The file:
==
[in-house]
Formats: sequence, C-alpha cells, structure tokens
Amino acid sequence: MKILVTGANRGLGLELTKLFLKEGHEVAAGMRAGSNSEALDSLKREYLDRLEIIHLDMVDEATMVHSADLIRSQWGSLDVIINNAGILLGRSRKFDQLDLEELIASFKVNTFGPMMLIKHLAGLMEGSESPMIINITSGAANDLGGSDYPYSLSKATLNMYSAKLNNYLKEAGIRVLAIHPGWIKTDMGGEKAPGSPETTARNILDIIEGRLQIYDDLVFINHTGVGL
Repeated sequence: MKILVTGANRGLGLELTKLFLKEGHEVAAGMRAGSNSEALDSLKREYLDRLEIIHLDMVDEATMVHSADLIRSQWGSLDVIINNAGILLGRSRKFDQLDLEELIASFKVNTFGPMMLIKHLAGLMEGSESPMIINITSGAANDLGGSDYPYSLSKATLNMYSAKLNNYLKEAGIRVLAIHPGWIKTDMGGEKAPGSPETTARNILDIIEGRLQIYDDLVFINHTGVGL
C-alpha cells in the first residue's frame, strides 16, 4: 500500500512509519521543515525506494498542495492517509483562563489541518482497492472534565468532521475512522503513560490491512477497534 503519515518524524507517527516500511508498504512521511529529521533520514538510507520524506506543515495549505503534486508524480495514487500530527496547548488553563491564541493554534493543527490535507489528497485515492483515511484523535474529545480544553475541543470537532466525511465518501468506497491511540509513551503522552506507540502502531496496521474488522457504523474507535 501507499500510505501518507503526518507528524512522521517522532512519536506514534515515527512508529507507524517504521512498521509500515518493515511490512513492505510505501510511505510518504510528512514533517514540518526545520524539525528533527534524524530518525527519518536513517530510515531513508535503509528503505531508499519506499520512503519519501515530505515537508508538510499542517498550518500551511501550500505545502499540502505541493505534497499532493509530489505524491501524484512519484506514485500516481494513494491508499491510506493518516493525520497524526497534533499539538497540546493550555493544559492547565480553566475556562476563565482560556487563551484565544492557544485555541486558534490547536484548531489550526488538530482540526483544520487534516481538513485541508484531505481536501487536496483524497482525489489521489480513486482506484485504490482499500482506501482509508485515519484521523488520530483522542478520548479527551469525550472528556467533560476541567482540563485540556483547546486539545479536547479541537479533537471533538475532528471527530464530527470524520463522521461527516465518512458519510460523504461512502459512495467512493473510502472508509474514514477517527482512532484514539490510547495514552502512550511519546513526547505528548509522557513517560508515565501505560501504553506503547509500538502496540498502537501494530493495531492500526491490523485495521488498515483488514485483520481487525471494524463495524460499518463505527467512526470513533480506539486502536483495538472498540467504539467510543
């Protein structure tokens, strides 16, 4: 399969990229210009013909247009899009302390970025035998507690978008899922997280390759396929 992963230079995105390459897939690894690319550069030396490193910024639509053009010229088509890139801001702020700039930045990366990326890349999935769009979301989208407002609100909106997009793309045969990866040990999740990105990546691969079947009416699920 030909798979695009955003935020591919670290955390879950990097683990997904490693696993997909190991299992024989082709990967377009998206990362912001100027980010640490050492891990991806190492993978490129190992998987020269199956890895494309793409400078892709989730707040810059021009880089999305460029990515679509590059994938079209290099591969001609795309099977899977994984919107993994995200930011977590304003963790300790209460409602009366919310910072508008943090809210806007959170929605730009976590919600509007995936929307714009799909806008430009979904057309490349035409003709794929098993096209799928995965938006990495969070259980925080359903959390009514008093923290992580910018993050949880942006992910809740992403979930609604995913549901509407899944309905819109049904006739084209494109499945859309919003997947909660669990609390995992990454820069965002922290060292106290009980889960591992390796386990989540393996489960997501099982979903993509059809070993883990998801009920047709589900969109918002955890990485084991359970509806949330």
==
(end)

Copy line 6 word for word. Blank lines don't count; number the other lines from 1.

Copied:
């Protein structure tokens, strides 16, 4: 399969990229210009013909247009899009302390970025035998507690978008899922997280390759396929 992963230079995105390459897939690894690319550069030396490193910024639509053009010229088509890139801001702020700039930045990366990326890349999935769009979301989208407002609100909106997009793309045969990866040990999740990105990546691969079947009416699920 030909798979695009955003935020591919670290955390879950990097683990997904490693696993997909190991299992024989082709990967377009998206990362912001100027980010640490050492891990991806190492993978490129190992998987020269199956890895494309793409400078892709989730707040810059021009880089999305460029990515679509590059994938079209290099591969001609795309099977899977994984919107993994995200930011977590304003963790300790209460409602009366919310910072508008943090809210806007959170929605730009976590919600509007995936929307714009799909806008430009979904057309490349035409003709794929098993096209799928995965938006990495969070259980925080359903959390009514008093923290992580910018993050949880942006992910809740992403979930609604995913549901509407899944309905819109049904006739084209494109499945859309919003997947909660669990609390995992990454820069965002922290060292106290009980889960591992390796386990989540393996489960997501099982979903993509059809070993883990998801009920047709589900969109918002955890990485084991359970509806949330």